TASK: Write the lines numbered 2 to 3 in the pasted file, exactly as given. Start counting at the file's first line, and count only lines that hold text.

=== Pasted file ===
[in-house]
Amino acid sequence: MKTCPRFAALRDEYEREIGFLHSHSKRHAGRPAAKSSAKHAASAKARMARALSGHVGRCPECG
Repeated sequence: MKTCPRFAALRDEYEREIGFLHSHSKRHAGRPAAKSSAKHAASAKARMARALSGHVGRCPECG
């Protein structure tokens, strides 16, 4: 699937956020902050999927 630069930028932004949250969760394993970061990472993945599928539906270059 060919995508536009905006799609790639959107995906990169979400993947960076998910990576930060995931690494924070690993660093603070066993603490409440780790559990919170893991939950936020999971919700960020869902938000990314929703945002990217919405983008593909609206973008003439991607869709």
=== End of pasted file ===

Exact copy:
Amino acid sequence: MKTCPRFAALRDEYEREIGFLHSHSKRHAGRPAAKSSAKHAASAKARMARALSGHVGRCPECG
Repeated sequence: MKTCPRFAALRDEYEREIGFLHSHSKRHAGRPAAKSSAKHAASAKARMARALSGHVGRCPECG